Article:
Migrant crisis: Chickens come home to roost


THE ongoing Mediterranean migrant crisis where African and Syrian refugees have drowned in their thousands as they flee the multiplicity of Western-induced strife in their homeland is quite disturbing.
European leaders have come to the realisation that the chickens have come home to roost and have been jolted to relook into this migrant crisis.
What has remained constant with the Mediterranean migrant crisis has been the inhuman suggestions that have been proffered by European policy makers in dealing with the ‘problem’.
The UK has been the most vociferous saying they cannot accommodate any more refugees than they have already absorbed.
The British argue that their budget already caters for foreign aid in the refugees’ countries of origin and do not want to be burdened further.
In fact, Britain argues it has done its fair share because it has Europe’s biggest overseas defence and aid budget.
Other European leaders have suggested suspending rescue missions to deter continued migration to Europe, sinking the ships carrying refugees en-masse, seizing the boats and repatriating the refugees before they leave Africa among a host of other degrading solutions which smack of the West’s arrogant stance in resolving situations they actively participated in creating.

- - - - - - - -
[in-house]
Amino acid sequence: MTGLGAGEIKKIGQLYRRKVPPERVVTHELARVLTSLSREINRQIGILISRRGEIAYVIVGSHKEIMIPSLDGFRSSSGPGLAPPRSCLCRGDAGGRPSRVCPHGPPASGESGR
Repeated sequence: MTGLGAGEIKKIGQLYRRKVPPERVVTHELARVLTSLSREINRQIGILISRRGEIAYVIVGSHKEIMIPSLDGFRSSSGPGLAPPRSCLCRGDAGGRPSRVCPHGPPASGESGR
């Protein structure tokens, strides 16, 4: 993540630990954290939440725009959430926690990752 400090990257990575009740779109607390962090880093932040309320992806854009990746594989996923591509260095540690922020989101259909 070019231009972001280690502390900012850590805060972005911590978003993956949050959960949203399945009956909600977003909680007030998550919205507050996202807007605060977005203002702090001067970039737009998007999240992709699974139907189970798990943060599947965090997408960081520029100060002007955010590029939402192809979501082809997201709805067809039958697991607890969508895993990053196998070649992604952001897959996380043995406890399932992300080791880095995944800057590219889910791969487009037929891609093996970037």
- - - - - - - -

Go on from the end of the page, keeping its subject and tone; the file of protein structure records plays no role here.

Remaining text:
Nick Griffin, leader of the British National Party (BNP), as far back as 2009 hinted on sinking the ships carrying African migrants to Europe in an article titled ‘BNP leader: Sink boats with African migrants on board’ published by the Guardian on July 9 2009.
“But the only measure, sooner or later, which is going to stop immigration and stop large numbers of Sub-Saharan Africans dying on the way to get over here is to get very tough with those coming over,” Griffin said.
“Frankly, they need to sink several of those boats.
“Anyone coming up with measures like that, we’ll support, but anything which is there as a ‘oh, we need to do something about it’ but in the end doing something about it means bringing them into Europe we will oppose.”
Such words by a leader of a party which purports to stand for the upholding of human rights, make little sense when one considers the implications.
At the recent 41st G7 Summit held in Schloss Elmau, Krün, Bavaria, Germany on June 7–8 2015, the European leaders failed to come up with a concrete policy which mitigates the plight of the African and Syrian refugees.
It later turned out to be over-optimistic to expect a reasonable solution to come from the G7 summit when the leaders present, including US President Barack Obama, took time to imbibe the much-famed German beer before the commencement of proceedings as early as 11am.
Obama joked that he wished the summit had been held ‘over a glass of beer’.
In April this year, a special summit of European leaders also failed to reach a consensus on the best approach to handle the humanitarian crisis as refugees continue to drown in the perilous Mediterranean.